[HCG23-P02] Origin and abrasion process of mud clasts in turbidity currents: A case study of the lower Pleistocene Otadai Formation, Kazusa Group central Japan
Keywords:Turbidity currents, Flow transformation, Mud clasts, Elliptic Fourier shape analysis, Kazusa Group, Inverse analysis
Mud clasts are gravels of mudstone which occur in sandy deposits such as turbidites or debrites. Recent studies suggest that the mud clasts in turbidites are generally originated from rip-up clasts eroded from the sea floor. Besides, the abrasion process of these unconsolidated mud clasts can be a trigger of flow transformation in which sandy turbidity currents turn to muddy debris flows. Thus, the origin and abrasion process of mud clasts in turbidity currents are significant in terms of the understanding of the behavior of sediment gravity flows. However, there is few previous research pertaining to quantitative analysis of the origin and abrasion process of mud clasts.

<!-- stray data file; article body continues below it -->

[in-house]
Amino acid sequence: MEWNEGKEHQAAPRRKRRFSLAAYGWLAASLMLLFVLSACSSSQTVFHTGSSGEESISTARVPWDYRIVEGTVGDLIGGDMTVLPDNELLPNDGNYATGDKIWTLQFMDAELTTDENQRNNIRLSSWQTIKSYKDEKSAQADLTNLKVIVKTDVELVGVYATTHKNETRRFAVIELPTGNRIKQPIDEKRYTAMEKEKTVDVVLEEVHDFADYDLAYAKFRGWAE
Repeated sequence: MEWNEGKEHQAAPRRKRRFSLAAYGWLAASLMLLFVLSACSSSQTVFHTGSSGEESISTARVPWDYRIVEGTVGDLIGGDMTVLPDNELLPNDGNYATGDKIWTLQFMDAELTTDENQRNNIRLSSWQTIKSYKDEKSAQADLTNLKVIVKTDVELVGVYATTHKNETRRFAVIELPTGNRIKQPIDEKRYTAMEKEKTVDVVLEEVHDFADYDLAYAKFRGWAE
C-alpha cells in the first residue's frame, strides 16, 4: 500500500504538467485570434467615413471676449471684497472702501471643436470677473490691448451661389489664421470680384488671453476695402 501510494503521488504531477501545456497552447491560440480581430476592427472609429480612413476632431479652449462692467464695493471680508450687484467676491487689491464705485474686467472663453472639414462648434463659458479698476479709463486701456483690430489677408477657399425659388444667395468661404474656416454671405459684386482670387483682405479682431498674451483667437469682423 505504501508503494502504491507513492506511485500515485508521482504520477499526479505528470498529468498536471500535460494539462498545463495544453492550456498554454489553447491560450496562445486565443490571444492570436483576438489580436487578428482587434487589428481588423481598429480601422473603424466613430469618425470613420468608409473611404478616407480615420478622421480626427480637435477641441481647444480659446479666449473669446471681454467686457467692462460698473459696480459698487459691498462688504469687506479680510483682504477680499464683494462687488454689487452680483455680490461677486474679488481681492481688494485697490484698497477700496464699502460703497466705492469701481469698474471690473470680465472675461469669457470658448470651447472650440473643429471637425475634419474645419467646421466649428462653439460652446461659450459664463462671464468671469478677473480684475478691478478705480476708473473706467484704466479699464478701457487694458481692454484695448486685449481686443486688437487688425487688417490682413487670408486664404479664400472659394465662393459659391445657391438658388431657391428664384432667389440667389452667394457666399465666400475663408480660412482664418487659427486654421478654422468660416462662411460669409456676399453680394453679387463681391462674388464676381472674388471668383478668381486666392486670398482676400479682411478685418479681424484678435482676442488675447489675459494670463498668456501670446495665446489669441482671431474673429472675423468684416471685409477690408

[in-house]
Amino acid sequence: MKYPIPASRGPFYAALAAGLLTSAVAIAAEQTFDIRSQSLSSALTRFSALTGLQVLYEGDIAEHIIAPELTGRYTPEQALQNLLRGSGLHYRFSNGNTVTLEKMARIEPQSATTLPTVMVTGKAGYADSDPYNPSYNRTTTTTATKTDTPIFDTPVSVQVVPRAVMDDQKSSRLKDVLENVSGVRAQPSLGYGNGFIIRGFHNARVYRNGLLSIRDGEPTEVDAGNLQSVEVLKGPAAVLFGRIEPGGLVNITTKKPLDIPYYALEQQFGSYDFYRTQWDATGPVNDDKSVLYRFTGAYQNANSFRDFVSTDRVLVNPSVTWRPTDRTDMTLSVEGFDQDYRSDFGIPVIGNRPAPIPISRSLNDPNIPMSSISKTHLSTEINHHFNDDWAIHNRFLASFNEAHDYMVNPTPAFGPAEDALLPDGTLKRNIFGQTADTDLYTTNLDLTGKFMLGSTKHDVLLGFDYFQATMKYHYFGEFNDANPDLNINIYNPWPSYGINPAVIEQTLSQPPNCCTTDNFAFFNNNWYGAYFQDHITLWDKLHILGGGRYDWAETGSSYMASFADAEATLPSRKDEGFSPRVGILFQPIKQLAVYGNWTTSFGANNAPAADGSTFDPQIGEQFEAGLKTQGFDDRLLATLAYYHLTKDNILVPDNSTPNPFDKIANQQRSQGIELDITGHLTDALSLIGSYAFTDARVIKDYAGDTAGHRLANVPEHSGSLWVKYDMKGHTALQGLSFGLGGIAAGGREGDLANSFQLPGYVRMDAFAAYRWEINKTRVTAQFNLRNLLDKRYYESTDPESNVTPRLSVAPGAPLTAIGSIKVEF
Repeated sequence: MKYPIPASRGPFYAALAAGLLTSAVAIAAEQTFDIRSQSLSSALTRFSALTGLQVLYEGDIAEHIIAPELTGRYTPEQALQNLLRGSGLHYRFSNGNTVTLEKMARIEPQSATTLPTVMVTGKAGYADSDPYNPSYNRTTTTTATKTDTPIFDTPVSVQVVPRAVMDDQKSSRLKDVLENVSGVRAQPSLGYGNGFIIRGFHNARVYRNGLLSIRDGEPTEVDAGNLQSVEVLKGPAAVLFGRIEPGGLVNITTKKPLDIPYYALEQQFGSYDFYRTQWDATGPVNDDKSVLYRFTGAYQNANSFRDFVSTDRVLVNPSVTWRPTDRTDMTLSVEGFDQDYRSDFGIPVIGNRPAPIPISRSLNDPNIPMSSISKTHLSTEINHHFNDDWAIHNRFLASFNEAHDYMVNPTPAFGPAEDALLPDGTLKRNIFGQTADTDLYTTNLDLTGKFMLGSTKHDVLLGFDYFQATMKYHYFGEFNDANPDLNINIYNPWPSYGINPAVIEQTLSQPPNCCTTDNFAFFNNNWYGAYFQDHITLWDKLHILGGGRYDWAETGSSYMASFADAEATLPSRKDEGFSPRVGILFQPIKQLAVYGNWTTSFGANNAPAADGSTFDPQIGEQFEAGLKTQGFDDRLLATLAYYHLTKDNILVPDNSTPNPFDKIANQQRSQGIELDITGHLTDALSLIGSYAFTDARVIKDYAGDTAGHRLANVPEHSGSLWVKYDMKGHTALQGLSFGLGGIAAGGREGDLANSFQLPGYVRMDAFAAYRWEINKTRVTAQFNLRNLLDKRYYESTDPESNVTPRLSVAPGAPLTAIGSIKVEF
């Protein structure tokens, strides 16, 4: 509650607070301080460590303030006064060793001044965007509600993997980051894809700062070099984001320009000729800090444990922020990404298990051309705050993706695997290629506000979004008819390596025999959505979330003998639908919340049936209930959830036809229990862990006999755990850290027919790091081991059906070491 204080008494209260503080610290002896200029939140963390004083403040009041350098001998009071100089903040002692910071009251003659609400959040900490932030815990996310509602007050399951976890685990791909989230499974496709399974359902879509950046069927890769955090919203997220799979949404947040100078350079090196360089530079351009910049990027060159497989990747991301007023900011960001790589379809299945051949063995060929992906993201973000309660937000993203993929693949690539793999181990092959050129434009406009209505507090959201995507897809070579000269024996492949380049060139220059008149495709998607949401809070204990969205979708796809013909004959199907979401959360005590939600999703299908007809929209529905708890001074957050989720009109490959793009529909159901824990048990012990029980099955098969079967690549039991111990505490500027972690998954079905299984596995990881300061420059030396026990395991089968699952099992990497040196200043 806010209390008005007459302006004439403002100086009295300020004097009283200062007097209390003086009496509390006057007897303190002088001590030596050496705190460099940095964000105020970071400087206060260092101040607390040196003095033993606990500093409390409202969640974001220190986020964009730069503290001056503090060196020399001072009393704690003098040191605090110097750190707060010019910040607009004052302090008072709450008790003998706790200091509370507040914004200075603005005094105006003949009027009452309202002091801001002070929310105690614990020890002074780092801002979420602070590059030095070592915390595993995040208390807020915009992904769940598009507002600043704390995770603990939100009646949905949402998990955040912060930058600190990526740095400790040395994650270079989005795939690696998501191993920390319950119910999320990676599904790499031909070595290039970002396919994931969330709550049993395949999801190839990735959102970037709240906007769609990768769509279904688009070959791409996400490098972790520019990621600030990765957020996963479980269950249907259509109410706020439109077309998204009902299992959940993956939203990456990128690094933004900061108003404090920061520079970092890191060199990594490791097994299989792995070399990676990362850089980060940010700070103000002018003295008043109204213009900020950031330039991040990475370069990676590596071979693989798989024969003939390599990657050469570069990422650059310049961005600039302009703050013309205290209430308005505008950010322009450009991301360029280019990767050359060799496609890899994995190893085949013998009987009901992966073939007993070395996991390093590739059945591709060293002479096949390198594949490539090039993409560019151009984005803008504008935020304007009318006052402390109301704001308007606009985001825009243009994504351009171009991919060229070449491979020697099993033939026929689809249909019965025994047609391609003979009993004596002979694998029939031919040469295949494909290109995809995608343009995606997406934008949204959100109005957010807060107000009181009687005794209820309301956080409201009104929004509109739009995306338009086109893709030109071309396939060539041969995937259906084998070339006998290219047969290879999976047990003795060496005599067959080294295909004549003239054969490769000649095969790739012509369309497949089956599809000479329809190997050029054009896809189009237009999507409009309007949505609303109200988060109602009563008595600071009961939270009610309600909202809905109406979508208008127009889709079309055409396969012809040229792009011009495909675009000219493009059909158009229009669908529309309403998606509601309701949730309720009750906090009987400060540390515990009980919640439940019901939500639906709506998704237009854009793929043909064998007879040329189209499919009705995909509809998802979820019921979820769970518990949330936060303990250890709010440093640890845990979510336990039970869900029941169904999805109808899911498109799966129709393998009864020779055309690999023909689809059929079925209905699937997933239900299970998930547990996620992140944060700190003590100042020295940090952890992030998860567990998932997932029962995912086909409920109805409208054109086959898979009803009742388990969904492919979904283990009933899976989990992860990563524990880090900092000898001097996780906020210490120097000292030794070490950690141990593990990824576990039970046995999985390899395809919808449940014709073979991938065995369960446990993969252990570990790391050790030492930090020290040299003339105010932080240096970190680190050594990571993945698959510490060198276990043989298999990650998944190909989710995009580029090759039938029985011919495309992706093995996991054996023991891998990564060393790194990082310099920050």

In this study, variations in characteristics of individual turbidites and debrites were investigated in detail in the lower Pleistocene Otadai Formation distributed in Boso Peninsula, central Japan. It is suggested that the origin of mud clasts in turbidites in this area are rip-up clasts eroded from the surface of the seafloor. The elliptic Fourier shape analysis of outcrop photographs of mud clasts indicated that mud clasts in the turbidites reduce their size downstream and show rounded shape. On the other hand, the mud clasts in the co-genetic debrite-turbidites are relatively bigger and more angular than mud clasts in the turbidites. These facts imply that intense abrasion of mud clasts occurs in turbidity currents, while the clasts in debris flows were less abraded. If the abrasion process of mud clasts in turbidity currents causes flow transformation and the subsequent debris flow transports the mud clasts which are abraded by the original turbidity current, the mud clasts in debrites in co-genetic debrite-turbidite should be also well-abraded. There are two possible explanations for the angular shape of mud clasts in the co-genetic debrites. The first explanation is that mud clasts in the debrites of co-genetic debrite-turbidites have a different origin from well-abraded mud clasts in the turbidites. The second explanation is that flow transformation occurred much more proximal area than previously thought such as the submarine canyon. In future studies, the origin of mud clasts in debrite of co-genetic beds should be investigated.